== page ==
For several years, conservation works have been carried out in the archcathedral. The façades, internal walls, and stone piers have regained their former glory. The chancel has been renovated, and the historic stained glass windows have underwent conservation works. In the side naves and in the cloister of the chancel, newly designed chandeliers have been hung.

The style uniformity of the architectural part and the fittings of interiors of the archcathedral basilica is referred to by the researches and enthusiast of the sacred architecture of Łódź as a consistent realisation of the neo-Gothic ideal of the House of God. Its stylistic features, decorative expression and composition allow for considering it one of the most outstanding works of architecture representing features of the French Gothic in Poland.

The church is accessible all year round apart from hours of services.

compiled by Regional Branch of the National Heritage Board of Poland in Łódź, 25-09-2014.

Bibliography

  • Bandurka M., Rosin R., Łódź 1423-1823-1973. Zarys dziejów i wybór dokumentów, Łódź 1974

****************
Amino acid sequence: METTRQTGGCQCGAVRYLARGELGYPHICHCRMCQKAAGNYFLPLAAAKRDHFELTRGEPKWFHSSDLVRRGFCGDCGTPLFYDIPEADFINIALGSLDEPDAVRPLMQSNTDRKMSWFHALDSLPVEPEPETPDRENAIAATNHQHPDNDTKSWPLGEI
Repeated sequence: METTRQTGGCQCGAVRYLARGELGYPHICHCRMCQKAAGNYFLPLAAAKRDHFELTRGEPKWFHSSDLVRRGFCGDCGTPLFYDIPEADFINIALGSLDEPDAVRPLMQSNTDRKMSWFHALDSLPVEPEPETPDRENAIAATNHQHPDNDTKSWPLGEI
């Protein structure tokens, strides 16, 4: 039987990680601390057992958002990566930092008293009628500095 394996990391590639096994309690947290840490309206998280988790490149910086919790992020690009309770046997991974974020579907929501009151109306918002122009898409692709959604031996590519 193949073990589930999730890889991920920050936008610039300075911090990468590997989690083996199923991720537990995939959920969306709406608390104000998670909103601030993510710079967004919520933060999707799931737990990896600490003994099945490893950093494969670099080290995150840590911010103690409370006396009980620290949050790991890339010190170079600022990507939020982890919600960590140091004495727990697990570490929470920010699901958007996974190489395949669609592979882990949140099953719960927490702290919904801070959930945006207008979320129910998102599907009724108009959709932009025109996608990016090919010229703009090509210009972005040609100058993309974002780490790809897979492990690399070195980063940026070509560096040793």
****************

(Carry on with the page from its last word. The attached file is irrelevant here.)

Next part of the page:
• Bazylika archikatedralna w Łodzi pw. św. Stanisława Kostki, tekst: K. Stefański, Bydgoszcz 2001
  • Rynkowska A., Ulica Piotrkowska, Łódź 1970
  • Stefański K., Atlas architektury dawnej Łodzi do 1939 r., Łódź 2008, s. 104
  • Stefański K., Architekt Józef Kaban, Kwartalnik Architektury i Urbanistyki, t. XXXV, 1990, z. 3-4
  • Stefański K., Architektura sakralna Łodzi w okresie przemysłowego rozwoju miasta 1821-1914, Łódź 1995
  • Strzałkowski J., Architekci i budowniczowie w Łodzi do r. 1944, Łódź 1997
  • Urbaniak A., Śladami starej Łodzi, t. I, Łódź 1988, t. II, Łódź 1993
  • www.ap.gov.pl zakładka Wirtualne wystawy: Łódź- miasto wielu wyznań, Bazylika archikatedralna św. Stanisława Kostki "katedra"- ul. Ks. Skorupki 9
  • www.ap.gov.pl zakładka Wirtualne wystawy: Świątynie w obiektywie Włodzimierza Pfeiffera

General information

  • Type: church
  • Chronology: 1 poł. XX w.
  • Form of protection: register of monuments
  • Address: Piotrkowska 265, Łódź
  • Location: Voivodeship łódzkie, district Łódź, commune Łódź
  • Source: National Heritage Board of Poland